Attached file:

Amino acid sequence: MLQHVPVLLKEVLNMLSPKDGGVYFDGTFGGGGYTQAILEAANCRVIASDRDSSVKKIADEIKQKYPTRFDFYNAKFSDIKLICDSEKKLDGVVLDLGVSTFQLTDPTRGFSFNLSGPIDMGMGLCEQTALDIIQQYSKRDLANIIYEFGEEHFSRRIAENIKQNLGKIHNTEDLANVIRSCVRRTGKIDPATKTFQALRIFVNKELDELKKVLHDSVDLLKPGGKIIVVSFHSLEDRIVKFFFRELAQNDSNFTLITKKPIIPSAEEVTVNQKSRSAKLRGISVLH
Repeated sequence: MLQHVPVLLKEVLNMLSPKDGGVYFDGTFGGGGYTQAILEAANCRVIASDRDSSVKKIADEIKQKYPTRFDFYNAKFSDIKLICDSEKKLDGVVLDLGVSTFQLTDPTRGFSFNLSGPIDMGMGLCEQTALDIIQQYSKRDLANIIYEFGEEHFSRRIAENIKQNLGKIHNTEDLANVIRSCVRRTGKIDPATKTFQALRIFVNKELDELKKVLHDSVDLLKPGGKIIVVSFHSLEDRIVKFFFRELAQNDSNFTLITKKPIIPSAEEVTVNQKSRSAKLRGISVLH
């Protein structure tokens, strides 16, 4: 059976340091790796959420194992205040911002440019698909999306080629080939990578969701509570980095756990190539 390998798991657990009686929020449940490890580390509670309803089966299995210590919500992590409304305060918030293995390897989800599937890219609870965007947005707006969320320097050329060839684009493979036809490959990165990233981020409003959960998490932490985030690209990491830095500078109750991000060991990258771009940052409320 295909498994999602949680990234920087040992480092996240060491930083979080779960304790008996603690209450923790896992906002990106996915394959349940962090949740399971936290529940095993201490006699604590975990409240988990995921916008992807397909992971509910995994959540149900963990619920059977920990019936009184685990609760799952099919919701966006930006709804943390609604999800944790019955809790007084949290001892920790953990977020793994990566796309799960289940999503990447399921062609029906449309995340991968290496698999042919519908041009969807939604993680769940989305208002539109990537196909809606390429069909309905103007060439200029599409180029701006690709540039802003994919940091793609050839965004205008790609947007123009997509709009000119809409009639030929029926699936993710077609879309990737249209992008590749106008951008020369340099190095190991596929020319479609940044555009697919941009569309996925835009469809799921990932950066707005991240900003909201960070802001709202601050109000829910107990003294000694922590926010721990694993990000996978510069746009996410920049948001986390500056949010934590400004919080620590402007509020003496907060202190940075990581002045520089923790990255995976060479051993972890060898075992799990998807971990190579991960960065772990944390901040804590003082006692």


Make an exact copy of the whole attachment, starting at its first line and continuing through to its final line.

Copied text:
Amino acid sequence: MLQHVPVLLKEVLNMLSPKDGGVYFDGTFGGGGYTQAILEAANCRVIASDRDSSVKKIADEIKQKYPTRFDFYNAKFSDIKLICDSEKKLDGVVLDLGVSTFQLTDPTRGFSFNLSGPIDMGMGLCEQTALDIIQQYSKRDLANIIYEFGEEHFSRRIAENIKQNLGKIHNTEDLANVIRSCVRRTGKIDPATKTFQALRIFVNKELDELKKVLHDSVDLLKPGGKIIVVSFHSLEDRIVKFFFRELAQNDSNFTLITKKPIIPSAEEVTVNQKSRSAKLRGISVLH
Repeated sequence: MLQHVPVLLKEVLNMLSPKDGGVYFDGTFGGGGYTQAILEAANCRVIASDRDSSVKKIADEIKQKYPTRFDFYNAKFSDIKLICDSEKKLDGVVLDLGVSTFQLTDPTRGFSFNLSGPIDMGMGLCEQTALDIIQQYSKRDLANIIYEFGEEHFSRRIAENIKQNLGKIHNTEDLANVIRSCVRRTGKIDPATKTFQALRIFVNKELDELKKVLHDSVDLLKPGGKIIVVSFHSLEDRIVKFFFRELAQNDSNFTLITKKPIIPSAEEVTVNQKSRSAKLRGISVLH
């Protein structure tokens, strides 16, 4: 059976340091790796959420194992205040911002440019698909999306080629080939990578969701509570980095756990190539 390998798991657990009686929020449940490890580390509670309803089966299995210590919500992590409304305060918030293995390897989800599937890219609870965007947005707006969320320097050329060839684009493979036809490959990165990233981020409003959960998490932490985030690209990491830095500078109750991000060991990258771009940052409320 295909498994999602949680990234920087040992480092996240060491930083979080779960304790008996603690209450923790896992906002990106996915394959349940962090949740399971936290529940095993201490006699604590975990409240988990995921916008992807397909992971509910995994959540149900963990619920059977920990019936009184685990609760799952099919919701966006930006709804943390609604999800944790019955809790007084949290001892920790953990977020793994990566796309799960289940999503990447399921062609029906449309995340991968290496698999042919519908041009969807939604993680769940989305208002539109990537196909809606390429069909309905103007060439200029599409180029701006690709540039802003994919940091793609050839965004205008790609947007123009997509709009000119809409009639030929029926699936993710077609879309990737249209992008590749106008951008020369340099190095190991596929020319479609940044555009697919941009569309996925835009469809799921990932950066707005991240900003909201960070802001709202601050109000829910107990003294000694922590926010721990694993990000996978510069746009996410920049948001986390500056949010934590400004919080620590402007509020003496907060202190940075990581002045520089923790990255995976060479051993972890060898075992799990998807971990190579991960960065772990944390901040804590003082006692």